Comparing and contrasting is also an evaluative tool. In order to make accurate evaluations about a given topic, you must first know the critical points of similarity and difference. Comparing and contrasting is a primary tool for many workplace assessments. You have likely compared and contrasted yourself to other colleagues. Employee advancements, pay raises, hiring, and firing are typically conducted using comparison and contrast. Comparison and contrast could be used to evaluate companies, departments, or individuals.

Exercise 1

Brainstorm an essay that leans toward contrast. Choose one of the following three categories. Pick two examples from each. Then come up with one similarity and three differences between the examples.

  1. Romantic comedies
  2. Internet search engines
  3. Cell phones

Exercise 2

Brainstorm an essay that leans toward comparison. Choose one of the following three items. Then come up with one difference and three similarities.

  1. Department stores and discount retail stores
  2. Fast food chains and fine dining restaurants
  3. Dogs and cats

The Structure of a Comparison and Contrast Essay

The compare-and-contrast essay starts with a thesis that clearly states the two subjects that are to be compared, contrasted, or both and the reason for doing so. The thesis could lean more toward comparing, contrasting, or both. Remember, the point of comparing and contrasting is to provide useful knowledge to the reader. Take the following thesis as an example that leans more toward contrasting.

Thesis statement: Organic vegetables may cost more than those that are conventionally grown, but when put to the test, they are definitely worth every extra penny.

Here the thesis sets up the two subjects to be compared and contrasted (organic versus conventional vegetables), and it makes a claim about the results that might prove useful to the reader.

You may organize compare-and-contrast essays in one of the following two ways:

  1. According to the subjects themselves, discussing one then the other
  2. According to individual points, discussing each subject in relation to each point

See Figure 10.1 “Comparison and Contrast Diagram” , which diagrams the ways to organize our organic versus conventional vegetables thesis.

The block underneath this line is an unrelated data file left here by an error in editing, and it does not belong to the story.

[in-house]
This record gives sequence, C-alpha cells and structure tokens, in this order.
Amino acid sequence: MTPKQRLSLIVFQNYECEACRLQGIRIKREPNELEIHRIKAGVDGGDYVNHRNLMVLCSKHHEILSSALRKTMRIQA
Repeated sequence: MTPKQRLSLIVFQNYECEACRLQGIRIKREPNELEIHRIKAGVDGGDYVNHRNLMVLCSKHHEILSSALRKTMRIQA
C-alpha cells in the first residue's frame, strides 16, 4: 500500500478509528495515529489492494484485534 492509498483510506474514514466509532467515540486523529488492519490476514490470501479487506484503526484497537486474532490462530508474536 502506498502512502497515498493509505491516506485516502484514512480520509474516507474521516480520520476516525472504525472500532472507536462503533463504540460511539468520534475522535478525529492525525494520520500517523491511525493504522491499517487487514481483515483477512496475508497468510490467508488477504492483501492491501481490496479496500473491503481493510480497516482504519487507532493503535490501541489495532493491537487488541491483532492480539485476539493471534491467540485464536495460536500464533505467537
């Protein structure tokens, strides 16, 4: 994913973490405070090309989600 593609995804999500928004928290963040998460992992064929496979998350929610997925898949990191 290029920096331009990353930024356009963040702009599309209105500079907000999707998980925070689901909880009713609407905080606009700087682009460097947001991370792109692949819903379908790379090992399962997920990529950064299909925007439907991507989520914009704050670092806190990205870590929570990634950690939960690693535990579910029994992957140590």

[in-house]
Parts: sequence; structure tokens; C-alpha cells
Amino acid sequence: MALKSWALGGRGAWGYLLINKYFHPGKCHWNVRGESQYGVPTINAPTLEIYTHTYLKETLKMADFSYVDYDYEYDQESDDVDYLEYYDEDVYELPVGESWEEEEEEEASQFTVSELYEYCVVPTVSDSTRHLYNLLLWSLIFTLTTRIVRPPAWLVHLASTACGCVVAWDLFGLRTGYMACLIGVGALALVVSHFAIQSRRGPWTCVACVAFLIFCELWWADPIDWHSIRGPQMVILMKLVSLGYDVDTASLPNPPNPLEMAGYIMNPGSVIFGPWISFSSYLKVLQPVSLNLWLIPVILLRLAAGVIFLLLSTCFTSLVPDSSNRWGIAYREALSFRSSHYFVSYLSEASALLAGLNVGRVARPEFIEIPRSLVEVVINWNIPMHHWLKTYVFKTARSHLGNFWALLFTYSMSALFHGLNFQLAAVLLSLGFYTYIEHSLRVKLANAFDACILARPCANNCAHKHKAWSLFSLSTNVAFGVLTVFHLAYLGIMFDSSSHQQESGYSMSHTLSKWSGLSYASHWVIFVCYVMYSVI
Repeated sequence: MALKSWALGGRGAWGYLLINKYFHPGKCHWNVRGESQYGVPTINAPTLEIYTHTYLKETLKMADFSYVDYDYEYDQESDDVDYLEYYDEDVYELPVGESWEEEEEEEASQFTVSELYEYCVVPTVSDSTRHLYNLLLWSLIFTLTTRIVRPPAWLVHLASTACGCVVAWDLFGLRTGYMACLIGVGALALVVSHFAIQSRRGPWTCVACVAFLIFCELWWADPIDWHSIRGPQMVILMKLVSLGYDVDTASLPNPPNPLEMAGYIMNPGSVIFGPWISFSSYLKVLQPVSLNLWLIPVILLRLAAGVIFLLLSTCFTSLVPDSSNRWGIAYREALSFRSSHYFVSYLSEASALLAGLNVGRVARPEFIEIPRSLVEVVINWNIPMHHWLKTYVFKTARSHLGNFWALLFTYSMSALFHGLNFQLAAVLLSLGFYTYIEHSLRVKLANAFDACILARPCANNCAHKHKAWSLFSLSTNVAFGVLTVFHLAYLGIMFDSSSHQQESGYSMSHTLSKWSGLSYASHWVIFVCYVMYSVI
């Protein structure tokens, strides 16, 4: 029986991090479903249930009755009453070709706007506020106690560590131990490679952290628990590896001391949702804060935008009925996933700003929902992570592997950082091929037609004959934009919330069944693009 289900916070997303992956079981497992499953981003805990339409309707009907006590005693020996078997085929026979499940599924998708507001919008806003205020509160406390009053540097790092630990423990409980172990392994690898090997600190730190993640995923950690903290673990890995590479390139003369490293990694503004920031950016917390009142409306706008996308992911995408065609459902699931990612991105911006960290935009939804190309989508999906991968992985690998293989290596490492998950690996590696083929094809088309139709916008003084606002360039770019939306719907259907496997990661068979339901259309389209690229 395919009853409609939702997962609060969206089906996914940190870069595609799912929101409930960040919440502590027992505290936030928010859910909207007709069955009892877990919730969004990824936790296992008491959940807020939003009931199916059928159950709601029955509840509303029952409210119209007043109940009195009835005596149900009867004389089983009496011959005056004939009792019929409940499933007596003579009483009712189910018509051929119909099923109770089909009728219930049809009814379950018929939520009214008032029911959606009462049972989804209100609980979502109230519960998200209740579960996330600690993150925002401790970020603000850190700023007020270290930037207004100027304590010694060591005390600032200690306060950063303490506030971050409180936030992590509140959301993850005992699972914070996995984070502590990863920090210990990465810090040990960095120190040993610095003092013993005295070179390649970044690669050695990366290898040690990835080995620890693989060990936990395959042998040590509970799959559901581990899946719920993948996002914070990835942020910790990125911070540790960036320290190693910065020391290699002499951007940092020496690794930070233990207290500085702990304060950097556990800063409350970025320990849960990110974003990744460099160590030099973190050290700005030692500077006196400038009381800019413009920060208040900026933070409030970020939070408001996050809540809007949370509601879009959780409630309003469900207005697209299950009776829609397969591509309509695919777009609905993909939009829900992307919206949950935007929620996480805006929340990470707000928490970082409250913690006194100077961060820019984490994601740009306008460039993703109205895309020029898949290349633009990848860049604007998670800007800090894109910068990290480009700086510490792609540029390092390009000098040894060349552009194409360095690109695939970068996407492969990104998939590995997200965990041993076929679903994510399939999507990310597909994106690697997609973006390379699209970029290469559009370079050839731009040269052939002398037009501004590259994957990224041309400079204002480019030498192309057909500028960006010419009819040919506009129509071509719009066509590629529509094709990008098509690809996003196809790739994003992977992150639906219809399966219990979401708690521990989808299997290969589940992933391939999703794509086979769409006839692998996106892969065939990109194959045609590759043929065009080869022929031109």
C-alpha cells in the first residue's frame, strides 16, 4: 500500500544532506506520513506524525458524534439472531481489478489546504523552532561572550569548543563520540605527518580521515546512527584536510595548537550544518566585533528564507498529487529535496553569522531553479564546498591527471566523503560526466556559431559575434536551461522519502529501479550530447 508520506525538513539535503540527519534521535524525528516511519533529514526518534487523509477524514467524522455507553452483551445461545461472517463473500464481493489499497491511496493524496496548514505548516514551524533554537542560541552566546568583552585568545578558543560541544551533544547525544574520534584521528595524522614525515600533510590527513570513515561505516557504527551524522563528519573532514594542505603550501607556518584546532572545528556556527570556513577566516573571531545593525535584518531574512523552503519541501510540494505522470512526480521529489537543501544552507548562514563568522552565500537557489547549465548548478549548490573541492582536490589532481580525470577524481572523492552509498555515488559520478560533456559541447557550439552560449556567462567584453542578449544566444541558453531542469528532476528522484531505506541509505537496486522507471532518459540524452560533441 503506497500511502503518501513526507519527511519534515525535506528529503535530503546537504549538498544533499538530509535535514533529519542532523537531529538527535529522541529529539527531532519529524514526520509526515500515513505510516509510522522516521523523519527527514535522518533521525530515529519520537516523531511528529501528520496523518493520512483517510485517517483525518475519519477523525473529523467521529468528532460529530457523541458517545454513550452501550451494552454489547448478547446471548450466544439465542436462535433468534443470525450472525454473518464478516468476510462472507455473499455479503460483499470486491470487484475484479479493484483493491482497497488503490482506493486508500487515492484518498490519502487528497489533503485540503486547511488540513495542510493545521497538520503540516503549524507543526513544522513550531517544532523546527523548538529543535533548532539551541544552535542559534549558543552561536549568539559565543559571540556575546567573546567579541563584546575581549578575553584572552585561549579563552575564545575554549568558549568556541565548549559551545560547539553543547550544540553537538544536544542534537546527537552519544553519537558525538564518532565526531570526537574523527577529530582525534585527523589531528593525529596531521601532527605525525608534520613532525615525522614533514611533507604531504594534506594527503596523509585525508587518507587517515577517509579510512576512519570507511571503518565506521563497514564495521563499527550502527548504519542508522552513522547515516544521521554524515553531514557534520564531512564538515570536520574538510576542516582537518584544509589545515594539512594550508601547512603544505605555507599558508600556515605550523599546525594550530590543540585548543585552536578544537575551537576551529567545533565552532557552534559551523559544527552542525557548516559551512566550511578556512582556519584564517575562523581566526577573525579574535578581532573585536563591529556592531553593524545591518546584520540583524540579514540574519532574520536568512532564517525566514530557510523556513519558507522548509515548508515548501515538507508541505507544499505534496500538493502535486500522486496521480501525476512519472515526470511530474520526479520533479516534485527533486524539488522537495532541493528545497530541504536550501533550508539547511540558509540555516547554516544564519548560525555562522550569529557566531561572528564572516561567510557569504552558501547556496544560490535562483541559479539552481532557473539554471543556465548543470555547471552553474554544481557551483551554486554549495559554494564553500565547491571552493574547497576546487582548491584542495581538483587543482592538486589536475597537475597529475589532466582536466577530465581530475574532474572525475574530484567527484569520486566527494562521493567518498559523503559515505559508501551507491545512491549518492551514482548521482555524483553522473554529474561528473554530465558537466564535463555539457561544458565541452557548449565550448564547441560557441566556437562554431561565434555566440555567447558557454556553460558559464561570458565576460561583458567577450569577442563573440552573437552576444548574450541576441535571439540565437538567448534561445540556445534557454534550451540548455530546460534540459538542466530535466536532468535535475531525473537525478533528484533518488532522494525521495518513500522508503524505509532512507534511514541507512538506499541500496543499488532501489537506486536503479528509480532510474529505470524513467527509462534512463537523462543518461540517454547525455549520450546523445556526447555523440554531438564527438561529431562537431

Figure 10.1 Comparison and Contrast Diagram

Comparison and Contrast Diagram

The organizational structure you choose depends on the nature of the topic, your purpose, and your audience.

Given that compare-and-contrast essays analyze the relationship between two subjects, it is helpful to have some phrases on hand that will cue the reader to such analysis. See Table 10.3 “Phrases of Comparison and Contrast” for examples.

Table 10.3 Phrases of Comparison and Contrast

one similarityone difference
another similarityanother difference
likein contrast
in a similar fashionwhereas

Exercise 3

Create an outline for each of the items you chose in Note 10.72 “Exercise 1” and Note 10.73 “Exercise 2” . Use the point-by-point organizing strategy for one of them, and use the subject organizing strategy for the other.

Writing a Comparison and Contrast Essay

First choose whether you want to compare seemingly disparate subjects, contrast seemingly similar subjects, or compare and contrast subjects. Once you have decided on a topic, introduce it with an engaging opening paragraph. Your thesis should come at the end of the introduction, and it should establish the subjects you will compare, contrast, or both as well as state what can be learned from doing so.

The body of the essay can be organized in one of two ways: by subject or by individual points. The organizing strategy that you choose will depend on, as always, your audience and your purpose. You may also consider your particular approach to the subjects as well as the nature of the subjects themselves; some subjects might better lend themselves to one structure or the other. Make sure to use comparison and contrast phrases to cue the reader to the ways in which you are analyzing the relationship between the subjects.

After you finish analyzing the subjects, write a conclusion that summarizes the main points of the essay and reinforces your thesis. See Chapter 15 “Readings: Examples of Essays” to read a sample compare-and-contrast essay.

Writing at Work

Many business presentations are conducted using comparison and contrast. The organizing strategies—by subject or individual points—could also be used for organizing a presentation. Keep this in mind as a way of organizing your content the next time you or a colleague have to present something at work.

Exercise 4

Choose one of the outlines you created in Note 10.75 “Exercise 3” , and write a full compare-and-contrast essay. Be sure to include an engaging introduction, a clear thesis, well-defined and detailed paragraphs, and a fitting conclusion that ties everything together.

Key Takeaways

  • A compare-and-contrast essay analyzes two subjects by either comparing them, contrasting them, or both.
  • The purpose of writing a comparison or contrast essay is not to state the obvious but rather to illuminate subtle differences or unexpected similarities between two subjects.